Prisoners of The Blob

Toby Young has written a pamphlet ‘Prisoners of The Blob: Why most education experts are wrong about nearly everything.’ (Click on the image to download the document.)


I like this bit:

“Members of The Blob shouldn’t be thought of as bureaucrats fighting to defend their little patch. Rather, they’re evangelists for a quasi-religious cause, soldiers in a secular crusade that dates back to the Romantic Movement. Often, they don’t realise they’ve been enlisted in this campaign. They imagine that their educational ideas are just plain common sense, backed up by empirical evidence. Of course it’s a bad idea for children to learn Latin verbs – and here’s the ‘research’ to prove it! In this respect, they’re less like the red blancmange in The Blob and more like the innocent townsfolk who’ve been enslaved by the aliens in Invasion of the Body Snatchers.” (p. 3)

Toby goes on to back up his common sense with research that proves it. I think my favourite bit is this section (pp. 15-17):

“Just Google It

Notwithstanding this, some progressives argue that any time spent on getting children to memorise facts is ‘pointless’ because if they need to retrieve a fact they can just Google it – it’s available at ‘the click of a mouse’, to quote Ian Livingstone.

‘Knowing things is hopelessly twentieth century,’ says the journalist Justin Webb (emphasis added). ‘The reason is that everything you need to know – things you may previously have memorised from books – is (or soon will be) instantly available on a handheld device in your pocket.’

Giles Coren, the restaurant critic of The Times (emphasis added), is even more adamant that all book-learning has been rendered redundant by Google:

What use is any learning at all in an Internet world? What use are books and the ability to read and understand and remember the contents of books when every fact in the world can be on hand in the blink of an eye, literally, right on your Google Glass? What is memory in 2013? What is knowledge?

Let’s gloss over the fact that a child without ‘the ability to read’ wouldn’t be able to decipher the information he or she retrieved. The trouble with thinking that Google can play the role of long-term memory is that it underestimates the amount of working memory we use when searching for something on a computer or an iPhone, thereby making it difficult to think at the same time. According to Daisy Christodoulou, author of Seven Myths about Education (2013):

We cannot rely on just looking it up, and we cannot outsource memory to Google. This is because we need those facts in our long-term memory to free up space in our working memory. Looking something up on Google uses up that space in our working memory and means we do not have that space available to process the new information or to combine it with other information.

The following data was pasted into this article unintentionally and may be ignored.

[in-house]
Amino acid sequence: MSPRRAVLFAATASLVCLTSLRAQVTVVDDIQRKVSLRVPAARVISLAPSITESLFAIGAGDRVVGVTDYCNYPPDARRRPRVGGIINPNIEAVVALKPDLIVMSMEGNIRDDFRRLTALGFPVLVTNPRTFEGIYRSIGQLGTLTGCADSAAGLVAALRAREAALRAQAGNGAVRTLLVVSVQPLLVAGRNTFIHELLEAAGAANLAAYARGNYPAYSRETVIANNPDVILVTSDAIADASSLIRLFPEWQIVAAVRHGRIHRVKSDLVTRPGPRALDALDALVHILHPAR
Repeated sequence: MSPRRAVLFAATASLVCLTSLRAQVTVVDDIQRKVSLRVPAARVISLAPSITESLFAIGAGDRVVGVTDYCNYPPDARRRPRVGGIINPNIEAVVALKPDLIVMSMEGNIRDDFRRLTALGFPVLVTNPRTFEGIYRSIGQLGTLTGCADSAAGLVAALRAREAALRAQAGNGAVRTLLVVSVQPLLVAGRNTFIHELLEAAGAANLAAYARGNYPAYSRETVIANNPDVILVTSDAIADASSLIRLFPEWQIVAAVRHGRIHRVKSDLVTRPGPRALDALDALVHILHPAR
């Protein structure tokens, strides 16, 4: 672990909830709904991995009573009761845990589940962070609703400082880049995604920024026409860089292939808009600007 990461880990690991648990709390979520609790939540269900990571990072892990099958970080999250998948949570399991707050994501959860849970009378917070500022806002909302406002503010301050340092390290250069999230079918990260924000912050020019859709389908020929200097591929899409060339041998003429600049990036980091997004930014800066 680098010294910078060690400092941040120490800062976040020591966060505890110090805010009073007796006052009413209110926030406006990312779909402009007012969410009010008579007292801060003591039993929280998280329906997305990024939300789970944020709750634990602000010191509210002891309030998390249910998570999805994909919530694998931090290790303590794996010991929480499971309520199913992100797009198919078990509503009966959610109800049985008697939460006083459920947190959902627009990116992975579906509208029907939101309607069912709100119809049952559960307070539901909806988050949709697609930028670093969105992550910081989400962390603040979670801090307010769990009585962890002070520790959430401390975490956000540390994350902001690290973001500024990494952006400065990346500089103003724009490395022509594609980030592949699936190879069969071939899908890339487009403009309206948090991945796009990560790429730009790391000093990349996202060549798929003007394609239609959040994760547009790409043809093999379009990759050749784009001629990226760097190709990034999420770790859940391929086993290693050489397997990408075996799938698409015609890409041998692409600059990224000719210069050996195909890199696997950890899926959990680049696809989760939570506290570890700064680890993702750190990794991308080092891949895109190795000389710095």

A second problem with the ‘just Google it’ approach is that it neglects the amount of foreknowledge a child needs in order to perform an accurate search. The bottom line is you can only find the fact you’re looking for in a particular subject if you know quite a lot about that subject already. This was a point made by the journalist and broadcaster Libby Purves:

Search engines are fallible, despite their spooky air of omniscience: when you really know an obscure subject, you rapidly notice how shallow it is online. And searchers need to have an idea what they are looking for. A great paradox is that the pre-Internet generation may prove to be uniquely privileged, because having learnt facts once makes us diabolically efficient Internet searchers.

Finally, even if a child at the Webb-Coren Academy (emphasis added) does manage to perform an accurate search, he or she won’t be able to understand the information retrieved without knowing something about the subject already (and that’s assuming they’ve been taught to read). For instance, if you Google ‘space station’ the Wikipedia entry you pull up is only comprehensible if you already know a bit about ‘low Earth orbit’, ‘propulsion’, ‘research platforms’, etc. The child could perform further searches to plug these gaps, but the same problem will just recur, with him or her being condemned to carry on Googling for ever.

In short, Google is no substitute for committing facts to your long-term memory.”


James Duggan

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